NAHB: Builder Confidence Falls for Nine Months StraightSeptember 20th, 2022 by Editor
According to the National Association of Homebuilders (NAHB)/Wells Fargo Housing Market Index (HMI) released this week, builder confidence in the market for newly built single-family homes fell three points in September to 46—marking nine consecutive months of decline. Aside from the spring of 2020, when the COVID-19 pandemic stalled nearly everything in the U.S., the current level is the lowest measured by the index since May 2014.
“Buyer traffic is weak in many markets as more consumers remain on the sidelines due to high mortgage rates and home prices that are putting a new home purchase out of financial reach for many households,” said Jerry Konter, a home builder and developer from Savannah, Ga. “In another indicator of a weakening market, 24% of builders reported reducing home prices, up from 19% last month.”
Derived from a monthly survey that NAHB has conducted for more than 35 years, the NAHB/Wells Fargo HMI gauges builder perceptions of current single-family home sales and sales expectations for the next six months; the survey also asks builders to rate traffic from prospective buyers. Scores for each component are then used to calculate a seasonally adjusted index where any number over 50 indicates that more builders view conditions as good than poor.
The decline was seen across all three HMI components in September. Current sales conditions dropped three points to 54, sales expectations in the next six months declined one point to 46 and traffic of prospective buyers fell one point to 31.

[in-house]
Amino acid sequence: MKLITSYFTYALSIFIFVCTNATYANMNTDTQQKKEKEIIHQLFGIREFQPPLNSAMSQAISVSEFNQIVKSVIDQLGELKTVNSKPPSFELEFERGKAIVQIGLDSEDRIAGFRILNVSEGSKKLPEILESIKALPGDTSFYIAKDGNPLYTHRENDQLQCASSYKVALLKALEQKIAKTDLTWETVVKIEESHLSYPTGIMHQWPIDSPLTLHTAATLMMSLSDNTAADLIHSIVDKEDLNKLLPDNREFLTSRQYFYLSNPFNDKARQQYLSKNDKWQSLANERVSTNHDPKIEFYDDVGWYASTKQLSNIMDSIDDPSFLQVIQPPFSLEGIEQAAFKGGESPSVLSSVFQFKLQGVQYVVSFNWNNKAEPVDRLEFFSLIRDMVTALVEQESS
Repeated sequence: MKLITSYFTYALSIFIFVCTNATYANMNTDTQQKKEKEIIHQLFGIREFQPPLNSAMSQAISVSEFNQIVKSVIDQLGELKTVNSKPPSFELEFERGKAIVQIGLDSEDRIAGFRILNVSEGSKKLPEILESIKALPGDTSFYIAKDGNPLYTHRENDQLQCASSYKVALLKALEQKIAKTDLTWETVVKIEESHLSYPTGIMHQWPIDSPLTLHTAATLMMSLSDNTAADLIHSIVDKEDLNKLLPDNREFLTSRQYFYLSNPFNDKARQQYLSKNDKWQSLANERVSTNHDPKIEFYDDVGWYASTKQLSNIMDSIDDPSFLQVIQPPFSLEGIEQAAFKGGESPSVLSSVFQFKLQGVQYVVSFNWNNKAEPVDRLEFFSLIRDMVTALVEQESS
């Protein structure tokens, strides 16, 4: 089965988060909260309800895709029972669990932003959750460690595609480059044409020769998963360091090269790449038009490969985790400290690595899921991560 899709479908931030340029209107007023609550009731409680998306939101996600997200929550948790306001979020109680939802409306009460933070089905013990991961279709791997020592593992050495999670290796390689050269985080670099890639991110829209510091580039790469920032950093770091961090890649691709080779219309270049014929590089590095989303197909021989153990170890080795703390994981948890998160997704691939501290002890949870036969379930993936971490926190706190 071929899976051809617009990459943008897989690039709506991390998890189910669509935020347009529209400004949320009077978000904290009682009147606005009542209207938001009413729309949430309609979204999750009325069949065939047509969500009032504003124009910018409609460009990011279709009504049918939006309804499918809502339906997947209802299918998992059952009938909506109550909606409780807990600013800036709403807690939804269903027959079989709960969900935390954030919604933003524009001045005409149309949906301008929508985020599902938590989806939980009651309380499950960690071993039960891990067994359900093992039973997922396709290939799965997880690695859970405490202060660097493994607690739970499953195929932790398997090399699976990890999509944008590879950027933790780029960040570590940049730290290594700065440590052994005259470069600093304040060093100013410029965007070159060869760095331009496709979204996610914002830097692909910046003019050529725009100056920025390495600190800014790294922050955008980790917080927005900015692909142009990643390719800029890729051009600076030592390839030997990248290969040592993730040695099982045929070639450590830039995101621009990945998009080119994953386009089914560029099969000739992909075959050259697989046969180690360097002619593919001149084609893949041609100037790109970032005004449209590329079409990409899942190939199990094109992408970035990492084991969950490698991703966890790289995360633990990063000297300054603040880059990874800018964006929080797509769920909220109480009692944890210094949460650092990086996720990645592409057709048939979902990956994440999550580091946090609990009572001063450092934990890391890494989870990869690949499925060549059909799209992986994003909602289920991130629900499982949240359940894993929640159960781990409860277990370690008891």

The three-month moving averages for regional HMI scores also saw a decrease in confidence, though declines in the Northeast (five points) and the South (seven points) both stayed within the “good” range at 51 and 56, respectively. The Midwest dropped five points to 44 and the West posted a 10-point decline to 41.
An NAHB press release about the decline points to factors such as the combination of elevated interest rates, persistent supply chain disruptions for building materials and high home prices—all of which impact affordability.
“Builder sentiment has declined every month in 2022, and the housing recession shows no signs of abating as builders continue to grapple with elevated construction costs and an aggressive monetary policy from the Federal Reserve that helped push mortgage rates above 6% last week, the highest level since 2008,” said NAHB chief economist Robert Dietz. “In this soft market, more than half of the builders in our survey reported using incentives to bolster sales, including mortgage rate buydowns, free amenities and price reductions.”